I spend my days speaking with customers about grain marketing, and through these conversations I can tell when outside influences begin to impact their marketing decisions.
By outside influences I mean people who are giving their opinions on where the markets will go, often with compelling data and riveting statistics to make their predictions sound educated, reasonable and trustworthy.
Their voices come over the radio, via podcasts, through daily emails and, in pre-pandemic times, neighbors at the local coffee shop. While I’m sure all of these marketing influencers have the best intentions, they do not know what the markets will do because the markets are unpredictable.
Grain marketing is challenging. It’s the part of running a farming operation that many producers have come to greatly dislike. This is why so many look for someone who seems to know what the markets are going to do, to tell them when to sell their grain.
Unfortunately, when it comes to the markets, there are no crystal balls, tarot cards or reading of tea leaves –nothing that can predict when things will become volatile and move prices dramatically in one direction or the other.
One for the history books
The 2020-2021 crop year is going to be one for the history books. Before the crop could get planted, COVID-19 started spreading across the United States and the world. As we went into quarantine and working from home became the norm, we saw crude oil prices drop along with ethanol demand due to the lack of cars on the road. This resulted in corn prices plummeting and soybean prices followed.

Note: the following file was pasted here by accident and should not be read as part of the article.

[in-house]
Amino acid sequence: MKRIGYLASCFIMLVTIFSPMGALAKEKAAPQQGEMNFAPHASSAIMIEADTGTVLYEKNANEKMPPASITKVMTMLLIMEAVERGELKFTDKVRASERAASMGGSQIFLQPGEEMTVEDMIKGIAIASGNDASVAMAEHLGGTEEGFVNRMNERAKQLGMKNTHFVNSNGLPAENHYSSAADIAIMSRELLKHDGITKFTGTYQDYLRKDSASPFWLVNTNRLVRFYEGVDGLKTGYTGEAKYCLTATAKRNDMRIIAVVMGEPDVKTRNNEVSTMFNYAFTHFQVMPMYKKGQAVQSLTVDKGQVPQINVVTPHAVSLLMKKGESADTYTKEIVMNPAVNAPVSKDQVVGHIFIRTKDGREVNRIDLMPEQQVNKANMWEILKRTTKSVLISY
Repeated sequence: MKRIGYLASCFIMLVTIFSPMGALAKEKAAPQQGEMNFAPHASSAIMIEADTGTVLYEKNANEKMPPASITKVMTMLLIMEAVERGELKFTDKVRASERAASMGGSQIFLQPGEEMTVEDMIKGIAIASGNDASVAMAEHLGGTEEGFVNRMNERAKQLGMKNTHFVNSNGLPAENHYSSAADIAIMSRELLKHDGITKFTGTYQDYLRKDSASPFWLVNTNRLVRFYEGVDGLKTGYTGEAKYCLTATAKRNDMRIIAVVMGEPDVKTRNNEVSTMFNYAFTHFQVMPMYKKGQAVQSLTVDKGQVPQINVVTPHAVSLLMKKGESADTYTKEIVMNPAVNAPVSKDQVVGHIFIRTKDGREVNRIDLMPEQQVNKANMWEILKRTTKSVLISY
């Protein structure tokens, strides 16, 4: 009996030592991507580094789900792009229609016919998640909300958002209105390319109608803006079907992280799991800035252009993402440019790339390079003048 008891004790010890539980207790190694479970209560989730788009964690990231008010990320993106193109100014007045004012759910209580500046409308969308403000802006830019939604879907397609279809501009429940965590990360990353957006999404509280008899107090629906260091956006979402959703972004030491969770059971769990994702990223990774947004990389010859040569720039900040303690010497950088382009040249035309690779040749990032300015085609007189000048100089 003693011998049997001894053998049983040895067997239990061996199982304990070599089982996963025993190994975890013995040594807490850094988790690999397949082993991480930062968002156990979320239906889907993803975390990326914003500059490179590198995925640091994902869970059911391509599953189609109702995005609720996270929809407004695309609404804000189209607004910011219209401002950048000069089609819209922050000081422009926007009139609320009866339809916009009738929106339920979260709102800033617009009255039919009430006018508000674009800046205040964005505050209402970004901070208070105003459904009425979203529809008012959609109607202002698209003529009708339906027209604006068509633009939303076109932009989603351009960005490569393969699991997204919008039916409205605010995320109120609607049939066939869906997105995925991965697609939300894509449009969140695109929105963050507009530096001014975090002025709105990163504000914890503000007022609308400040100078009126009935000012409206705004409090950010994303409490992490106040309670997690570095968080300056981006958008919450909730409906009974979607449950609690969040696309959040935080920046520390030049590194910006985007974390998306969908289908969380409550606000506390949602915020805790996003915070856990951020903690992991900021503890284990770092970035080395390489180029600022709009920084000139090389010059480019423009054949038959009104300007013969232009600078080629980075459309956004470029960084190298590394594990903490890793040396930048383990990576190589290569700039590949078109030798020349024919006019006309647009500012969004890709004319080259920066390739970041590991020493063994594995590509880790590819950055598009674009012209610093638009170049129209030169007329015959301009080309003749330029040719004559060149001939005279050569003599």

Low prices were the story of the summer as all indications were that the corn belt was going to produce a bin buster of a crop. Then, starting in the early morning of August 10, a derecho swept through eastern Nebraska, Iowa, Illinois, Wisconsin, and Indiana with sustained winds of 70 mph and peak wind speeds as high as 150 mph. By the time the storm had passed, millions of acres of cropland had been wiped out by the storm as well as immense damage to commercial and private grain storage facilities.
August provided little rain to large portions of the corn belt. The lack of precipitation impacted corn and soybean yields and ultimately lead to smaller ending stocks and the markets started to rally. Poor South American weather conditions and a strong export market have continued to support higher prices.
That’s why prediction is impossible
The past year is a primary example of why price prediction is impossible. Who would have guessed we’d have a global pandemic that basically prevented people from leaving their homes? Or that Mother Nature would deliver such a 1-2 punch in August?
It truly fortifies the importance of managing risk, both downside and upside, for your operation.
Now that we’ve established that the markets are unpredictable, do you feel confident selling grain? The simple solution is to be consistent with your marketing strategy and not let personal bias or marketing influencers deviate you from your plan.
You say you got burned by following your marketing plan last summer? Perhaps you forward sold soybeans in July when it looked like we were going to have a bountiful soybean crop. If the sale was made, but not protected with a call option because you couldn’t imagine the market going higher, a producer would have sat on the sidelines while the market took off.
It’s okay to feel bearish when making the sale, but be true to your strategy and challenge the market to go higher by defending the sale with a call option.
The same advice goes for unsold grain when the market feels bullish. We never know when the market can turn lower and do so quickly, so it’s always important to have a floor under your unsold production.
As you market old crop and start on the new crop, make a strategy that relies on consistent execution, not price prediction. There is no strategy based on prediction.
Ignore your bias and understand that the market can surprise us at any time